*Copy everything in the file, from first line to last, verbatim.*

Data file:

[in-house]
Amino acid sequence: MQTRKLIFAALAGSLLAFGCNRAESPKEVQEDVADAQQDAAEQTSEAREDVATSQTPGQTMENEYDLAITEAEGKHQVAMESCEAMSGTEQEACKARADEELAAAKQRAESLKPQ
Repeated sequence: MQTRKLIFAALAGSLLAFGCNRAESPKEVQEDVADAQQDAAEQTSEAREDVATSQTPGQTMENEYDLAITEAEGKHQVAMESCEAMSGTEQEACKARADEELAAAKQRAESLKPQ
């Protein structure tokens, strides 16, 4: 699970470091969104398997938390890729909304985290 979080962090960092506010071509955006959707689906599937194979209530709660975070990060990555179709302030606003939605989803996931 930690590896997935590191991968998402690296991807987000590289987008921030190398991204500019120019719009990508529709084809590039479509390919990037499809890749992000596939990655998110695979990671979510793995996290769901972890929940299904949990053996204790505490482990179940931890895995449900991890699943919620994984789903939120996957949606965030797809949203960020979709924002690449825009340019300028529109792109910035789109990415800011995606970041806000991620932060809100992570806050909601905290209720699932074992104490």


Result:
[in-house]
Amino acid sequence: MQTRKLIFAALAGSLLAFGCNRAESPKEVQEDVADAQQDAAEQTSEAREDVATSQTPGQTMENEYDLAITEAEGKHQVAMESCEAMSGTEQEACKARADEELAAAKQRAESLKPQ
Repeated sequence: MQTRKLIFAALAGSLLAFGCNRAESPKEVQEDVADAQQDAAEQTSEAREDVATSQTPGQTMENEYDLAITEAEGKHQVAMESCEAMSGTEQEACKARADEELAAAKQRAESLKPQ
């Protein structure tokens, strides 16, 4: 699970470091969104398997938390890729909304985290 979080962090960092506010071509955006959707689906599937194979209530709660975070990060990555179709302030606003939605989803996931 930690590896997935590191991968998402690296991807987000590289987008921030190398991204500019120019719009990508529709084809590039479509390919990037499809890749992000596939990655998110695979990671979510793995996290769901972890929940299904949990053996204790505490482990179940931890895995449900991890699943919620994984789903939120996957949606965030797809949203960020979709924002690449825009340019300028529109792109910035789109990415800011995606970041806000991620932060809100992570806050909601905290209720699932074992104490």